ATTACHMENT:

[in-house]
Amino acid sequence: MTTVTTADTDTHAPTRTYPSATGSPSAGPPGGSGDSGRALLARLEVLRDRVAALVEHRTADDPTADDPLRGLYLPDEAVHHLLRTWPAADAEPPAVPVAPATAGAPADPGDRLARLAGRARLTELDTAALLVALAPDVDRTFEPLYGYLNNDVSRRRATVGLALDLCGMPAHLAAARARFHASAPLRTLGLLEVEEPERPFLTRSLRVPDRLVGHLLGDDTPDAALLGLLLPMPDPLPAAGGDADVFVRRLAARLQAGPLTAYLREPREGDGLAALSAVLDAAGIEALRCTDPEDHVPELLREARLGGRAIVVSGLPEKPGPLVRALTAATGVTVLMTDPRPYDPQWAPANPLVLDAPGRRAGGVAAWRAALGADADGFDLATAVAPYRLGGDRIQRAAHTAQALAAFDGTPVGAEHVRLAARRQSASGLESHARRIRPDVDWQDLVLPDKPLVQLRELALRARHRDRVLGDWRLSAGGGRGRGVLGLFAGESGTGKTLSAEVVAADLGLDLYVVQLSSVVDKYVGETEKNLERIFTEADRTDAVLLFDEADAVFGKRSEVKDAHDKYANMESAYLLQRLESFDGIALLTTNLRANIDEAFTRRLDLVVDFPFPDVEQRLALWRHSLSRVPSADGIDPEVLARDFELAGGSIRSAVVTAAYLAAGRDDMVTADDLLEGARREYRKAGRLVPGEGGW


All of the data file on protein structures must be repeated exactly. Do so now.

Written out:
[in-house]
Amino acid sequence: MTTVTTADTDTHAPTRTYPSATGSPSAGPPGGSGDSGRALLARLEVLRDRVAALVEHRTADDPTADDPLRGLYLPDEAVHHLLRTWPAADAEPPAVPVAPATAGAPADPGDRLARLAGRARLTELDTAALLVALAPDVDRTFEPLYGYLNNDVSRRRATVGLALDLCGMPAHLAAARARFHASAPLRTLGLLEVEEPERPFLTRSLRVPDRLVGHLLGDDTPDAALLGLLLPMPDPLPAAGGDADVFVRRLAARLQAGPLTAYLREPREGDGLAALSAVLDAAGIEALRCTDPEDHVPELLREARLGGRAIVVSGLPEKPGPLVRALTAATGVTVLMTDPRPYDPQWAPANPLVLDAPGRRAGGVAAWRAALGADADGFDLATAVAPYRLGGDRIQRAAHTAQALAAFDGTPVGAEHVRLAARRQSASGLESHARRIRPDVDWQDLVLPDKPLVQLRELALRARHRDRVLGDWRLSAGGGRGRGVLGLFAGESGTGKTLSAEVVAADLGLDLYVVQLSSVVDKYVGETEKNLERIFTEADRTDAVLLFDEADAVFGKRSEVKDAHDKYANMESAYLLQRLESFDGIALLTTNLRANIDEAFTRRLDLVVDFPFPDVEQRLALWRHSLSRVPSADGIDPEVLARDFELAGGSIRSAVVTAAYLAAGRDDMVTADDLLEGARREYRKAGRLVPGEGGW